Otto Warmbier, the US Student Released By North Korea After Around A Year Of Detention In Its Jail, Dies days After Release

Otto Warmbier, an American student who was held a prisoner in North Korea for 17 months has died at a Cincinnati hospital on Monday, a few days after being released from captivity in a comatose state. In this session, we will learn about the death and the response to the event.
Source: Daily Mail (Otto being led out of court in handcuffs)
Source: Daily Mail (Otto being led out of court in handcuffs)

The Death

Otto Warmbier was arrested in North Korea while on a visit as a tourist.  The doctors who were caring for him since last week had described him as having extensive brain damage that left him in a state of “unresponsive wakefulness.”

“Unfortunately, the awful torturous mistreatment our son received at the hands of the North Koreans ensured that no other outcome was possible beyond the sad one we experienced today,”

Otto’s family said in a statement after his death.

The Warmbier family has said that Otto went comatose in March 2016, shortly after being sentenced to 15 years of hard labor in North Korea.

Source: Independent.ie (Dr. Jordan Bonomo (L), a Neurointensivist, Dr. Daniel Kanter (C), Medical Director of the Neuroscience Intensive Care Unit, and Dr. Brandon Forman (R))
Source: Independent.ie (Dr. Jordan Bonomo (Left), a neuroscientist, Dr. Daniel Kanter (Center), Medical Director of the Neuroscience Intensive Care Unit, and Dr. Brandon Forman (Right))

He died at the University of Cincinnati Medical Center, where he was being cared for after landing in the US.

There was no any immediate word from Warmbier’s family regarding the cause of Otto’s death.

The RoadWay To Death

The events of his apprehension in Pyongyang and what medical treatment he may have received there still remains a mystery. But Warmbier’s relatives have continued to say that his condition indicated towards the physical abuse by his captors.

Otto’s father, Fred Warmbier, said last week that his son had been “tortured and brutalized” by the Pyongyang regime. He also added that the family did not believe North Korea’s story of Otto going comatose after contracting botulism and being given a sleeping pill.

Source: CBS News (Dr. Robert Glatter)
Source: CBS News (Dr. Robert Glatter)

As per the doctors who had examined Warmbier after his release, there were no any signs of botulism in his system. They also said later that from various of his scan results, it was found that he was suffering from Unresponsive wakefulness.

The Reaction and Responses To Death

In a statement issued by the US President Donald Trump, he offered condolences to the Warmbier family and denounced “the brutality of the North Korean regime as we mourn its latest victim.”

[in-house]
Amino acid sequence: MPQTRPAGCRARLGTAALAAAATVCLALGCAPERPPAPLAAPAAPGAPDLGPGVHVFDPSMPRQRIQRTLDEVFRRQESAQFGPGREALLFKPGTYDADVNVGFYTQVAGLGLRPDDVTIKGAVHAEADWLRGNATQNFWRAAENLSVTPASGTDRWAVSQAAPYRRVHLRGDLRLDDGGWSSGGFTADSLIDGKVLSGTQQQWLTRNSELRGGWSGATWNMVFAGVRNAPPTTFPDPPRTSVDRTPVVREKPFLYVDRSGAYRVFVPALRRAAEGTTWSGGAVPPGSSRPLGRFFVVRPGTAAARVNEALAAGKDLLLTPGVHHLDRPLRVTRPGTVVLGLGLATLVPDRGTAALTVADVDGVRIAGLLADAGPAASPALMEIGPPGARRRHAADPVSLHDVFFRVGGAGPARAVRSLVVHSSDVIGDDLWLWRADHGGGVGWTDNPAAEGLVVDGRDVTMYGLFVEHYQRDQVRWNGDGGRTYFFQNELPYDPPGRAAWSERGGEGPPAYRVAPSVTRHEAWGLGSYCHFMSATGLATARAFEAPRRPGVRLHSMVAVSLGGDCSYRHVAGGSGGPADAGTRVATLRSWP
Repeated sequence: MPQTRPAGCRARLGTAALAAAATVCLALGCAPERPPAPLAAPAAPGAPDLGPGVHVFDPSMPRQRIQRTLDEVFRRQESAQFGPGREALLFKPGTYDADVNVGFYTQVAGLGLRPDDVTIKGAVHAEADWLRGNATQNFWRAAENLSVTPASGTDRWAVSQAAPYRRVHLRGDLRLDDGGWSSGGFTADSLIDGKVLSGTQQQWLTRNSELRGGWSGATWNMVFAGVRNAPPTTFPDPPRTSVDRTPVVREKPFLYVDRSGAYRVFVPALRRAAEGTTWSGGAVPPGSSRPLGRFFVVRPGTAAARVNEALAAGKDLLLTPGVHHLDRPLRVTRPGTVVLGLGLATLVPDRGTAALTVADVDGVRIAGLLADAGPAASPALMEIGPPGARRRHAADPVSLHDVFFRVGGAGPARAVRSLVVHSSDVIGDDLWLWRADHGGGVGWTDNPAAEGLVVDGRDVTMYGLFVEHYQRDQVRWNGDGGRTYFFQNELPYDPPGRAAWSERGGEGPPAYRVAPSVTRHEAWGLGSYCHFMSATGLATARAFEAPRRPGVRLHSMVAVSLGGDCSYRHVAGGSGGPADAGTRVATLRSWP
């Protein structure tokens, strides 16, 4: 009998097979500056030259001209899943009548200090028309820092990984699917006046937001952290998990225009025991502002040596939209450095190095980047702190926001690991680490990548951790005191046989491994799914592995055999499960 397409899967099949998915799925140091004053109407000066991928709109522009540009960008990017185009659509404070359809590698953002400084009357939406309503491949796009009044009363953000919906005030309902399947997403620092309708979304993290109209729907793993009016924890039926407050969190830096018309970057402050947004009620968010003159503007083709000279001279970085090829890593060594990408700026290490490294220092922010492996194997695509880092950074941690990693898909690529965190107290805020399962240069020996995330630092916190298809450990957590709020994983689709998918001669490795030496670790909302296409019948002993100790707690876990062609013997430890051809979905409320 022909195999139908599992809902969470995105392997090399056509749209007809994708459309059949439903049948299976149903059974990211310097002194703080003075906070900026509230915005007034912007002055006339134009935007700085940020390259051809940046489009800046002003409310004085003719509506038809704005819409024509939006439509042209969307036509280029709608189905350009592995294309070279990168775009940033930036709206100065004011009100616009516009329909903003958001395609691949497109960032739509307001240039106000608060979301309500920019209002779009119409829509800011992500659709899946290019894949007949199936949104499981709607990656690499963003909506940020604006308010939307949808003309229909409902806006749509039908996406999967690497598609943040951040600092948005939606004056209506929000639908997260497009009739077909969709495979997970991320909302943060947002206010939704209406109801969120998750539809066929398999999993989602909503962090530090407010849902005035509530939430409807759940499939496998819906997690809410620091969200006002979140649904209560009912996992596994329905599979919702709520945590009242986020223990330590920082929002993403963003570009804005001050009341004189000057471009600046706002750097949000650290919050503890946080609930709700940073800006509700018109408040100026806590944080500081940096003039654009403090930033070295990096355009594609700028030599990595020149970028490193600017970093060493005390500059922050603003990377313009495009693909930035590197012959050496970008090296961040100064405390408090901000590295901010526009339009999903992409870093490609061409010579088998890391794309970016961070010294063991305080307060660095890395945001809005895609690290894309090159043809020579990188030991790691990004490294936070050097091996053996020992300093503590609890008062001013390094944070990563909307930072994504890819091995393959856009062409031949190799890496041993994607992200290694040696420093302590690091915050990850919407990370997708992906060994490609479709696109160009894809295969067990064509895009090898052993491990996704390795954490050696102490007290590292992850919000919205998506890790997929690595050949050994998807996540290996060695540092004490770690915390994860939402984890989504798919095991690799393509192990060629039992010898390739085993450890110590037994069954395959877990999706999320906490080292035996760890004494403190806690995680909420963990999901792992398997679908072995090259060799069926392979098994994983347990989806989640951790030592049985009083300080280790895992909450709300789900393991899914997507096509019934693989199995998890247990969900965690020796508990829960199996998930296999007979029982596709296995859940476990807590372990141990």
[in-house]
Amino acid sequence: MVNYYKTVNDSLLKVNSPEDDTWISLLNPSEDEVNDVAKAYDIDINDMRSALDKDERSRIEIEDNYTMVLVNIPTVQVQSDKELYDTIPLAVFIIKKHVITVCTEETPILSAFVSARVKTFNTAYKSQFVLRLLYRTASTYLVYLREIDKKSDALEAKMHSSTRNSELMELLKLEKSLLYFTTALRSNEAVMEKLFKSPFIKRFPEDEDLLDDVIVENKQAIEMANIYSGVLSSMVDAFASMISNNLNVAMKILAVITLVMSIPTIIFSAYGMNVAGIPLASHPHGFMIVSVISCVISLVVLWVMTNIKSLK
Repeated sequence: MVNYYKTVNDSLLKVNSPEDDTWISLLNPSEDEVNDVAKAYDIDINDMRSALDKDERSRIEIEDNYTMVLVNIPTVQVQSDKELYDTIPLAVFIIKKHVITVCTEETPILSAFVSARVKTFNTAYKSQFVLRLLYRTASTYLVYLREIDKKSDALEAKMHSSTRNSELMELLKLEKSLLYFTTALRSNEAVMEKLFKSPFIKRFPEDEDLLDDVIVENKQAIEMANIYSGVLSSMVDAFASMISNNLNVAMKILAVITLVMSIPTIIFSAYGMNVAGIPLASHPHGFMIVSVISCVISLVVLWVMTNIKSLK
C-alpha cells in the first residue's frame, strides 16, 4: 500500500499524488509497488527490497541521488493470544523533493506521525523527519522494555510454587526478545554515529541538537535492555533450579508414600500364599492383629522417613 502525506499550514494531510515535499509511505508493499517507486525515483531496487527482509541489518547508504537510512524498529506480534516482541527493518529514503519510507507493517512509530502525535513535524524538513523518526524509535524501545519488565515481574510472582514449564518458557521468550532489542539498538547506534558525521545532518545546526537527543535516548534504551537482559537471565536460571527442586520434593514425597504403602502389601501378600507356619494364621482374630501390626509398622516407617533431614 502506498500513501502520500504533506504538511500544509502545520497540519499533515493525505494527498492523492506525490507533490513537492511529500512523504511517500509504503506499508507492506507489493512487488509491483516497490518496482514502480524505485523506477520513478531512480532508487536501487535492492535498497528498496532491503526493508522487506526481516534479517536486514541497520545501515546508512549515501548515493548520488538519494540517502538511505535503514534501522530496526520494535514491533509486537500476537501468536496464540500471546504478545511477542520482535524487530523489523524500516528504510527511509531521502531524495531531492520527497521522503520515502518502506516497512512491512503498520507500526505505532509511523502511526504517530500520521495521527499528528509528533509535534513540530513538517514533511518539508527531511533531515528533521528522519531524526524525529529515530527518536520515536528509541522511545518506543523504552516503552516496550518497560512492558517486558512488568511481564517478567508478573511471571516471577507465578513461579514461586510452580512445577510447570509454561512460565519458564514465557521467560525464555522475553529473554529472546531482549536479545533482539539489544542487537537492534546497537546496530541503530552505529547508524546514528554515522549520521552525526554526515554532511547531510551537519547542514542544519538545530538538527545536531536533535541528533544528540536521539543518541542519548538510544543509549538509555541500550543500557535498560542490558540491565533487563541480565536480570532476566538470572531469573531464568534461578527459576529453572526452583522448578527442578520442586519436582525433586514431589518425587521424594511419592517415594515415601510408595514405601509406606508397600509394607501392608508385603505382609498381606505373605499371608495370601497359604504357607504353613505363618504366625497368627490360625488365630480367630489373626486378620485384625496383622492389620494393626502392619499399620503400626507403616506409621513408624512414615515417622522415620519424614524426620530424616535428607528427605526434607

Source: YouTube (US President Donald Trump offers condolances on Warmbier's Death)
Source: YouTube (US President Donald Trump offers condolences on Warmbier’s Death)

North Korea’s main ally, China also lamented the death of Warmbier.

“It really is a tragedy. I hope that North Korea and the United States can properly handle the issue,”

Chinese Foreign Ministry spokesman Geng Shuang told a regular press briefing.

Secretary of State Rex Tillerson said that the US holds Pyongyang’s regime accountable for Warmbier’s “unjust imprisonment” in addition to demanding the release of 3 other U.S. citizens still held by The Hermit Kingdom.

Offering condolence to the Warmbiers, South Korean President Moon Jae-in urged Pyongyang to swiftly return the foreign detainees including 6 South Koreans.

Source: CBS News (South Korean President Moon Jae-in offers condolences)
Source: CBS News (South Korean President Moon Jae-in offers condolences)

“I thought American citizens might be treated better than South Koreans but looking at Otto’s case it is shocking. It also concerns us even more regarding the missionary Kim’s situation,”

said Joo Dong-sik. He is the spokesman for the family of South Korean missionary Kim Jung-wook, who still is in the North Korean captivity. Kim was sentenced to hard labor for life for spying in 2013.

Korean-American missionary Kenneth Bae also expressed sadness at Warmbier’s death, calling it an “outrage“.

“I cannot understand what the Warmbier family is feeling right now. But I mourn with them, and I pray for them,”

he said in a statement. Bae had spent two years in captivity in North Korea before his release in 2014.

Young Pioneer Tours, the group with which Warmbier traveled to North Korea, will no longer be organizing tours for US citizens to there, Troy Collings, a company director, said in a statement.

The North Korean mission to the UN, however, was not available for comment regarding the matter on Monday.